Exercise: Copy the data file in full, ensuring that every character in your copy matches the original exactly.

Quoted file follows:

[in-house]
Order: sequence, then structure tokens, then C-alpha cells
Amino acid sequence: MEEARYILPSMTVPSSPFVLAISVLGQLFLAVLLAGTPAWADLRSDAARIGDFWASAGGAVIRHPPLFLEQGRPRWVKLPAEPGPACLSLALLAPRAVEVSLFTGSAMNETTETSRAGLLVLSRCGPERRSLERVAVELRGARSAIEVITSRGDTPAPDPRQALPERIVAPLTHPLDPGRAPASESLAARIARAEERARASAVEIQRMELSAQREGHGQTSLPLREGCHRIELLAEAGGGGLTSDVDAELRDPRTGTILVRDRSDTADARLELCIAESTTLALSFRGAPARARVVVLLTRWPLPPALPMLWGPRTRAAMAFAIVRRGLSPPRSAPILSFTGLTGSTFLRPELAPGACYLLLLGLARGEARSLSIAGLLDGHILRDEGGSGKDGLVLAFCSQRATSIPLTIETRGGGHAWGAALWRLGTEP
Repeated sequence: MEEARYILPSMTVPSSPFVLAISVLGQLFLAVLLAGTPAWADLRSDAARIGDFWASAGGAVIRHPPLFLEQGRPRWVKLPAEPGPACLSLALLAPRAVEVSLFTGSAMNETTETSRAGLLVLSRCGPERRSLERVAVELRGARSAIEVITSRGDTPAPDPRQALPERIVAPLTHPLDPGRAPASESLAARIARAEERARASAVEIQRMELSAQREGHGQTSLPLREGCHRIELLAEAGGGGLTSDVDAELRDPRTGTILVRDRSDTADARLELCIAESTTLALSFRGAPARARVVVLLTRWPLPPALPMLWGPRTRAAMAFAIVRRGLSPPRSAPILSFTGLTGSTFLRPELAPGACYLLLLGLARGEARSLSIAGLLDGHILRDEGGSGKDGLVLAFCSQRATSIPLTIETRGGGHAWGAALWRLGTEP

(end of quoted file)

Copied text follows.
[in-house]
Order: sequence, then structure tokens, then C-alpha cells
Amino acid sequence: MEEARYILPSMTVPSSPFVLAISVLGQLFLAVLLAGTPAWADLRSDAARIGDFWASAGGAVIRHPPLFLEQGRPRWVKLPAEPGPACLSLALLAPRAVEVSLFTGSAMNETTETSRAGLLVLSRCGPERRSLERVAVELRGARSAIEVITSRGDTPAPDPRQALPERIVAPLTHPLDPGRAPASESLAARIARAEERARASAVEIQRMELSAQREGHGQTSLPLREGCHRIELLAEAGGGGLTSDVDAELRDPRTGTILVRDRSDTADARLELCIAESTTLALSFRGAPARARVVVLLTRWPLPPALPMLWGPRTRAAMAFAIVRRGLSPPRSAPILSFTGLTGSTFLRPELAPGACYLLLLGLARGEARSLSIAGLLDGHILRDEGGSGKDGLVLAFCSQRATSIPLTIETRGGGHAWGAALWRLGTEP
Repeated sequence: MEEARYILPSMTVPSSPFVLAISVLGQLFLAVLLAGTPAWADLRSDAARIGDFWASAGGAVIRHPPLFLEQGRPRWVKLPAEPGPACLSLALLAPRAVEVSLFTGSAMNETTETSRAGLLVLSRCGPERRSLERVAVELRGARSAIEVITSRGDTPAPDPRQALPERIVAPLTHPLDPGRAPASESLAARIARAEERARASAVEIQRMELSAQREGHGQTSLPLREGCHRIELLAEAGGGGLTSDVDAELRDPRTGTILVRDRSDTADARLELCIAESTTLALSFRGAPARARVVVLLTRWPLPPALPMLWGPRTRAAMAFAIVRRGLSPPRSAPILSFTGLTGSTFLRPELAPGACYLLLLGLARGEARSLSIAGLLDGHILRDEGGSGKDGLVLAFCSQRATSIPLTIETRGGGHAWGAALWRLGTEP